Definitely not ‘Off’ in Bury . . .
Too bad about the restaurant on the moon. Great food but no atmosphere.
Here in Bury, however, in addition to serving good nosh, restaurants are charming with bags of atmosphere. Gastrono-me. The Masons Arms. Maison Bleue. Add to that consistently fair prices and friendly service, and it doesn’t take Sherlock Holmes to figure out why hundreds of people enjoy dining out here.
One eatery combining good grub with affordable prices in a welcoming atmosphere is Ben’s Restaurant located in Churchgate Street. I’ll come back to Ben’s in half a mo.
Admittedly, I come from a culture where, like our California wine, food’s never great but it’s never bad. Service, portions, and congeniality? They reign supreme.
When I came to England in the ‘70s, folks avoided eating out if possible, certainly dodging train-station and city-centre cafés. Only, I didn’t know this.
I recall inviting hungry American friends for a traditional breakfast fry-up around 9:30 in a London restaurant. Nothing we ordered was available. The term in vogue then was “Off.” Eggs Benedict? “Off.” Pancakes? “Off.” Whole-Wheat toast? “Off.”
“Well what’s ‘On’ then?” I enquired.
The vole-faced waitress pointed to a list of porridge, white toast, and an assortment of cold cereals.
Taking control, I asked her to bring us coffee, and we’d let her know our order when she returned to our table.
Of course, she never returned. After half-an-hour, I finally complained to the management. I received a curt and incredulous reply. “Sorry. We stop serving breakfast at 10.” It was 9:55, and that bolshie front-of-house manager was anything but sorry. But that was then; this is now. Today in Bury, you’d be stunned if you were treated this way. Our eateries welcome you like family. And that brings me back to Ben’s.
Run by charming Ben Hutton and efficient Rebecca Cooke, it combines atmosphere with everything a hungry patron desires: choice, friendliness and prompt service. As a younger man, Ben thought deeply about food service. “I was motivated to go into the restaurant industry by the ‘farm-to- fork’ philosophy. I often ate out and wondered where my food came from, how it was prepared. I wanted to create a place that used local produce, and home-reared meats, thus minimising food-miles and providing traceability. And of course everything home made.”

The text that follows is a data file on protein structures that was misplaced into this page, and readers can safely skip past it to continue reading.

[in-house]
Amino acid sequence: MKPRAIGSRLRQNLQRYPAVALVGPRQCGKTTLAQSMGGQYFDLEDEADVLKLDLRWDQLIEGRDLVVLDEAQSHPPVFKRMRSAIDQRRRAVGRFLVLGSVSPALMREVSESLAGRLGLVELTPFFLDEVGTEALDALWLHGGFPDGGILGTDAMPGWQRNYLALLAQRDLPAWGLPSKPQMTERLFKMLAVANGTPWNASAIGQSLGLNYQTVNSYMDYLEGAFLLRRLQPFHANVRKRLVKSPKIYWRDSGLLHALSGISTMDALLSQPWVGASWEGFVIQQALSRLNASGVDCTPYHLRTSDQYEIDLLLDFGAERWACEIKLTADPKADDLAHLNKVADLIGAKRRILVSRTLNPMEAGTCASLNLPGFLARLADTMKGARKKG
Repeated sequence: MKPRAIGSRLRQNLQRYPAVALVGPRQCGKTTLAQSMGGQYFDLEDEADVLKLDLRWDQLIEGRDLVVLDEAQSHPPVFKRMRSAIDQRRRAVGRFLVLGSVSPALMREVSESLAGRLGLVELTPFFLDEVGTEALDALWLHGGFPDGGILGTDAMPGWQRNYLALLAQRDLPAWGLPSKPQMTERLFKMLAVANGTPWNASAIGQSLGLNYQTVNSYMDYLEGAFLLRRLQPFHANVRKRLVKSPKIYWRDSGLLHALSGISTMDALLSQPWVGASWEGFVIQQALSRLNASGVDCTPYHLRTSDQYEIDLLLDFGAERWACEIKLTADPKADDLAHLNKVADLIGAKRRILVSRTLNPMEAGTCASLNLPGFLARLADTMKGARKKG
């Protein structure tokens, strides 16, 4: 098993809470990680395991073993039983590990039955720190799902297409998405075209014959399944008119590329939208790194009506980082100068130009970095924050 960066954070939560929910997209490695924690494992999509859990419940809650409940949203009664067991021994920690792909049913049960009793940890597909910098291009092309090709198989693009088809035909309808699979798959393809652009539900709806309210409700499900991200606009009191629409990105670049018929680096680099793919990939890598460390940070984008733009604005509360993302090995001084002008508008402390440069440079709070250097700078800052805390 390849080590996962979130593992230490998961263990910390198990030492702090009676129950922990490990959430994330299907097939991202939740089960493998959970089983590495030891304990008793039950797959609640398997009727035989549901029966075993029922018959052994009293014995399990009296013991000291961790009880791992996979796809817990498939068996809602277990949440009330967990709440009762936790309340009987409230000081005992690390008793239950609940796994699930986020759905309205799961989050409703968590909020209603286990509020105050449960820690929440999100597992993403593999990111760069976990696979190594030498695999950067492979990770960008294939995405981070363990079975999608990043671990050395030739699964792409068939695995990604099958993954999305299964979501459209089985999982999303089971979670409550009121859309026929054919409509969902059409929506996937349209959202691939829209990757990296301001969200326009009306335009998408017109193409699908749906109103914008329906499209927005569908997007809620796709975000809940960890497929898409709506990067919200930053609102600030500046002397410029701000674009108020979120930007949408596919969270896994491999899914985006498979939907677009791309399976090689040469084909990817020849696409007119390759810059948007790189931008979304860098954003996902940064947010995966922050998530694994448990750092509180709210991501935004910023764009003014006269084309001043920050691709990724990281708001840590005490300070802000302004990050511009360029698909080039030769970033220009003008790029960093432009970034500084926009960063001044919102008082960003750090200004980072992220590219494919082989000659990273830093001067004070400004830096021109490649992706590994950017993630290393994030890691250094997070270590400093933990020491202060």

It’s true if you want to provide an amenity people will return to again and again, you have to know the business top to tail. Ben understands this. “I started washing up in a kitchen when I was 14, and progressed into kitchen work, then right through until I finished university, I held both kitchen and front-of-house roles in various eating establishments. The variety in places and roles gave me a wide knowledge of the industry, and allowed me to carefully select the good bits and work out what people want.”
Ben changes the menu in line with the seasons using locally grown fruit and vegetables, again to minimise food-miles and showcase Suffolk produce. “The greatest reward in my line of work,” says Ben, “is positive feedback and regular customers.”
Recently I began to raise hens in our back garden, and while ordering lunch one day, not only was Ben my waiter, but he offered me invaluable tips on raising poultry in a town centre. Were it not a cliché, you might say Ben’s offer value for money.
So unlike the moon’s restaurant, Ben’s delivers great food and memorable atmosphere. As Ben says, “There’s no bigger compliment than someone coming to eat with us on a regular basis. It shows that we’ve got something good that keeps people returning.”
-- Popular speaker and lecturer Michael Apichella is an award-winning writer and an artist who’s made the UK his home for well over 30 years. Visit his website at www.michaelapichella.com or follow him on Twitter, @MApichellaPhD